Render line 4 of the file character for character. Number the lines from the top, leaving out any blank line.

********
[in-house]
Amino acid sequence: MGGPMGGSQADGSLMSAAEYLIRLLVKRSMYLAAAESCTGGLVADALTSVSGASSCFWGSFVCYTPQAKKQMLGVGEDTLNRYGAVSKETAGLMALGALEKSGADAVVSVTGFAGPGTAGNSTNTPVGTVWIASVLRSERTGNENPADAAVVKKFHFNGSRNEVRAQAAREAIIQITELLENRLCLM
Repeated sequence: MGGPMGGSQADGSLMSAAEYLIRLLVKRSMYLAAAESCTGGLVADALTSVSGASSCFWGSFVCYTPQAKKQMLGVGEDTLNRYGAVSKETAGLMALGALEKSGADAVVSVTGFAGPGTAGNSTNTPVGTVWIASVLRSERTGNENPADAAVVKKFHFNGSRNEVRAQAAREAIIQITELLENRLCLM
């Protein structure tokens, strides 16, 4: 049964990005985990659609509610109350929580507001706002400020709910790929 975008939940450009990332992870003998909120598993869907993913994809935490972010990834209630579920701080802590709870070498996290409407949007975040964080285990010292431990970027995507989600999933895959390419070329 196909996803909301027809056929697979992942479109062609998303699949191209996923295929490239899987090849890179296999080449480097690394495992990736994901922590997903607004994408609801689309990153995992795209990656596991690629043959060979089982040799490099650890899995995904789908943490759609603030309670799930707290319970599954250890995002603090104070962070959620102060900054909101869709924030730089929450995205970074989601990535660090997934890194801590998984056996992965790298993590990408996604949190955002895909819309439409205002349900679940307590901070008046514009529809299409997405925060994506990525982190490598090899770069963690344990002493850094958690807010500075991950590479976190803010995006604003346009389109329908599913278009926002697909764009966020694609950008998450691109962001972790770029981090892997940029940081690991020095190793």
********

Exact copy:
């Protein structure tokens, strides 16, 4: 049964990005985990659609509610109350929580507001706002400020709910790929 975008939940450009990332992870003998909120598993869907993913994809935490972010990834209630579920701080802590709870070498996290409407949007975040964080285990010292431990970027995507989600999933895959390419070329 196909996803909301027809056929697979992942479109062609998303699949191209996923295929490239899987090849890179296999080449480097690394495992990736994901922590997903607004994408609801689309990153995992795209990656596991690629043959060979089982040799490099650890899995995904789908943490759609603030309670799930707290319970599954250890995002603090104070962070959620102060900054909101869709924030730089929450995205970074989601990535660090997934890194801590998984056996992965790298993590990408996604949190955002895909819309439409205002349900679940307590901070008046514009529809299409997405925060994506990525982190490598090899770069963690344990002493850094958690807010500075991950590479976190803010995006604003346009389109329908599913278009926002697909764009966020694609950008998450691109962001972790770029981090892997940029940081690991020095190793």